The Voice for Texas Architecture

Architects & Advocacy

Be the voice for your profession

Architects & Advocacy

Be the voice for your profession

Strengthening the Value of Architecture

TxA advocates year-round for the interests of architects, and we have a special opportunity to do so during legislative years in Texas. View our 2023 Legislative Agenda, and see how advocacy issues are elevated through our Advocacy Review Process.

Learn about advocacy & architecture and how you can get involved below, and click here for a printable version of the information below.

Advocacy is for Everyone

As an architect, you are in a unique position to understand problems and offer solutions. As trained critical thinkers you offer a vital voice in delivering messages that impact your communities. Advocacy is not something mysterious that can only be accomplished by a few. Advocacy is simply making your voice heard. Advocacy is sharing your expertise and collaborating with other professionals to make a difference.

Because advocacy is for everyone, we need you. We need your point of view as we navigate ways to achieve the profession’s goals. Whether it be through state legislation, county boards, city councils, county offices, planning commissions, etc., architects have a role to play.

Why is Advocacy Important?

Architects have a duty and professional responsibility to protect the public’s health, safety, and welfare. Advocacy efforts draw attention to important issues or causes by educating decision-makers about the impact of their choices on how people live, work, and play. Policymakers work hard, but they cannot be experts in every possible area in which they have to make decisions. This is where you come in as informed, educated advocates. You have expertise and experience — use those to help solve problems and create better outcomes for communities.

What Can Architects Do?

To be involved in advocacy, architects simply need to stand up and talk about policies that fulfill the mission of supporting the creation of safe, beautiful, and sustainable environments. Here are some examples of what you can do as an advocate:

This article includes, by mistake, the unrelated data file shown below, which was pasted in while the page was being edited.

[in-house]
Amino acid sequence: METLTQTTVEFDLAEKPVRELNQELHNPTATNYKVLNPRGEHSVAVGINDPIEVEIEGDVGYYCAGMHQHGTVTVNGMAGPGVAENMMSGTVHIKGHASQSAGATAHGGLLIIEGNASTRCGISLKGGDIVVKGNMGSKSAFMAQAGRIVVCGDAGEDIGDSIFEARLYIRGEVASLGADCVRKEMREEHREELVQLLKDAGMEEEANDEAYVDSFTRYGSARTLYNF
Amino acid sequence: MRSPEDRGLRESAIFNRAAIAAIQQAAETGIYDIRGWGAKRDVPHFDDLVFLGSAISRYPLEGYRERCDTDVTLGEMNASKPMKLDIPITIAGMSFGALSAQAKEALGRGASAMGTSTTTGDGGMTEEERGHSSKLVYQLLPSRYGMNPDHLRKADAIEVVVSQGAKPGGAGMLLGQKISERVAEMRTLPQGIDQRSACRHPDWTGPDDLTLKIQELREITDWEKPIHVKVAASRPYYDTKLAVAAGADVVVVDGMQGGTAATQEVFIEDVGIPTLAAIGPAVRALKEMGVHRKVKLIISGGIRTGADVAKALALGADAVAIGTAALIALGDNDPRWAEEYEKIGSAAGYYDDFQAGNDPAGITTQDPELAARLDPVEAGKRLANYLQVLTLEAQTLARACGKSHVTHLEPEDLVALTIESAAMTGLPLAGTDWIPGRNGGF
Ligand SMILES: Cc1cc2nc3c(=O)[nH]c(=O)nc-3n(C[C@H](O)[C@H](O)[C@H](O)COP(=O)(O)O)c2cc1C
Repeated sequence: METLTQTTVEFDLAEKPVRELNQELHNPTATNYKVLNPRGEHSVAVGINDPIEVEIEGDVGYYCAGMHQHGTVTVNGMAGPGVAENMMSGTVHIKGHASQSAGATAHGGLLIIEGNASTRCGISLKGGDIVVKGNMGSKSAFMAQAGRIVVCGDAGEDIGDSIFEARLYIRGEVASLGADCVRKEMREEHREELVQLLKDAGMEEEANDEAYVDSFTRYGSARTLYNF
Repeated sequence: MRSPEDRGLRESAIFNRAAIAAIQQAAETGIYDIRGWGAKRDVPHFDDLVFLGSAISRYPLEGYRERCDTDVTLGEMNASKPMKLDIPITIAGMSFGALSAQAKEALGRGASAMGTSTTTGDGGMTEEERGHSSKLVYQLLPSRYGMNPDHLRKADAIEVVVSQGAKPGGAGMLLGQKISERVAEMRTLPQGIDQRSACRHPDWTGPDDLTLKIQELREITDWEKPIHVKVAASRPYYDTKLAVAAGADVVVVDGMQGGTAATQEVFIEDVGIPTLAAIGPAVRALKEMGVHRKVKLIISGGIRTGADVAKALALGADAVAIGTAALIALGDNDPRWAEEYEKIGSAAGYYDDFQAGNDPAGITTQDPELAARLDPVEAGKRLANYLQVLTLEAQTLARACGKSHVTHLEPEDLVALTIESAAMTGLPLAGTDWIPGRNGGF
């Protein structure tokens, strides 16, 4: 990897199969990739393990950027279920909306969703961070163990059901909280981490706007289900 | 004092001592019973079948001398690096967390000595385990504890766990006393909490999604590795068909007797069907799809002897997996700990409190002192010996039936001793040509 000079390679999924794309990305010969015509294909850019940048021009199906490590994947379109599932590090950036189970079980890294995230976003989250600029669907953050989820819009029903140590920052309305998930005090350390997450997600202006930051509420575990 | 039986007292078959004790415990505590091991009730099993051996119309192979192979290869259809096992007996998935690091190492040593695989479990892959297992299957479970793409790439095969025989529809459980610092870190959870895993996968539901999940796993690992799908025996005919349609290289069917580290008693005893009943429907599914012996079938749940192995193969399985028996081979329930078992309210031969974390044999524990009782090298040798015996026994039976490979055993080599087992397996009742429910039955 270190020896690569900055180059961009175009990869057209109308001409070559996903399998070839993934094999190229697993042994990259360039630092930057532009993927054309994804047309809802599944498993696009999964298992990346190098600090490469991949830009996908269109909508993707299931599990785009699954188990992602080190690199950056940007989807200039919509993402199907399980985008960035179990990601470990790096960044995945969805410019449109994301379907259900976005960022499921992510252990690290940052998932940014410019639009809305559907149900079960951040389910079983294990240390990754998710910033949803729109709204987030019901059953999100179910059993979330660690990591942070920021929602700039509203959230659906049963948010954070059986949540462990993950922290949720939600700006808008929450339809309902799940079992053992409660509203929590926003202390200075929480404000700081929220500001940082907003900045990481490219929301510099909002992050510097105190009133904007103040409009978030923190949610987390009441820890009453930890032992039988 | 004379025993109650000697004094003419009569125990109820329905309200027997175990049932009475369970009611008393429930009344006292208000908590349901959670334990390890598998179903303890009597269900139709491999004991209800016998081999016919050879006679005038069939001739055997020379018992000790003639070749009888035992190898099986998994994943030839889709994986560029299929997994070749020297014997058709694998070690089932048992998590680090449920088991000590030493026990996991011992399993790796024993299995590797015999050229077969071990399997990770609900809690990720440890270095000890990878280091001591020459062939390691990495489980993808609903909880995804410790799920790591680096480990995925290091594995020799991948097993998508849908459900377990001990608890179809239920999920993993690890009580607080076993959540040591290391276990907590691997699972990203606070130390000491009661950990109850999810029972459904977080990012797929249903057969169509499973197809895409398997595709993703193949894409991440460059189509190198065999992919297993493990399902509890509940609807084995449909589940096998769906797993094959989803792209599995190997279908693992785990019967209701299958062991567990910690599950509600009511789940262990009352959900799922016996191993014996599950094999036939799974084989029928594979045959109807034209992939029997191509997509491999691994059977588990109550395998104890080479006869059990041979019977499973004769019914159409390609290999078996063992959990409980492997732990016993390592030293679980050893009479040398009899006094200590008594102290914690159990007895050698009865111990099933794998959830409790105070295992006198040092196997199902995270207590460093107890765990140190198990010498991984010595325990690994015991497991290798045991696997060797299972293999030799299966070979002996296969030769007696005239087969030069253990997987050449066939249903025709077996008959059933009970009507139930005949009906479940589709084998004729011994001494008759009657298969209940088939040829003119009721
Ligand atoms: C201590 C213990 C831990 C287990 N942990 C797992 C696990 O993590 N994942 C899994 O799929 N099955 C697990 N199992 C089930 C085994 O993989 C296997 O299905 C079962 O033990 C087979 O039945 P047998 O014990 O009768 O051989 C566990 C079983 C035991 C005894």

As you can see, lobbying is not on the list, because advocacy does not equal lobbying. Advocacy can be a lot of things, while lobbying is a distinct activity. Lobbying is about attempting to influence specific legislation. Only lobbyists registered through the state, who follow specific guidelines and file ethics reports monthly can officially lobby the legislature on a piece of legislation. But anyone can advocate! You, as a member of TxA, can help share your knowledge and be an incredible influence on legislative outcomes.

Advocacy at Every Level

  • Federal/National
    • Advocating at the federal or national level can happen in Washington D.C. and also happens in elected official’s home districts (where you live!). TxA can help make connections and share important topics about the profession with legislators and their professional staff. Federal/National advocacy can happen through AIA, government agencies, or other national organizations. TxA works closely with AIA to understand the issues they are prioritizing and bring those issues to our members for discussion, debate, and action as needed.
  • State Advocacy
    • TxA and our members represent the architectural profession at the state level. As an advocate you can work closely with our team to determine if an issue is already on our advocacy agenda or needs to be included. Adding your voice to the work we’re already doing is a great way to amplify your impact on an issue. Here are just a few examples of the successes we’ve achieved for the profession at the state level:

Lawmakers and regulators want to hear from their constituents when making decisions. TxA can help you craft messages and engage with lawmakers. Telling your story and sharing your concerns as an architect is meaningful. In addition to talking with legislators, advocacy happens at the state level through state agencies, departments, boards, and commissions. TxA meets and works with these entities regularly. And, as appropriate, we collaborate with other professional organizations who share our concerns.

  • Local Advocacy
    • In Texas we are fortunate to have several large communities that have active advocacy efforts at the city and county level. These public policy committees work to address architects concerns at the local level. But communities of all sizes need your input! Even if a formal structure doesn’t exist within your AIA chapter, you have an opportunity to serve as a community leader and influence the development of policies and decisions. Attend local town halls or meet with local officials — there are many ways to raise awareness of issues and provide assistance. Whether we are talking about national, state, or local advocacy — we are all in it together. While the priorities may vary from time to time, we are all AIA and our utmost concern is always protecting the practice of architecture, serving the needs of members, and working to achieve our shared missions.

TxA Advocacy Leaders

Becky Walker
Director of Government Affairs & Advocacy

Stephi Motal, AIA
Chair, Government Affairs Steering Committee

Kathy Grant
Government Relations Consultant

Catherine Callaway, AIA
Vice President, Advocacy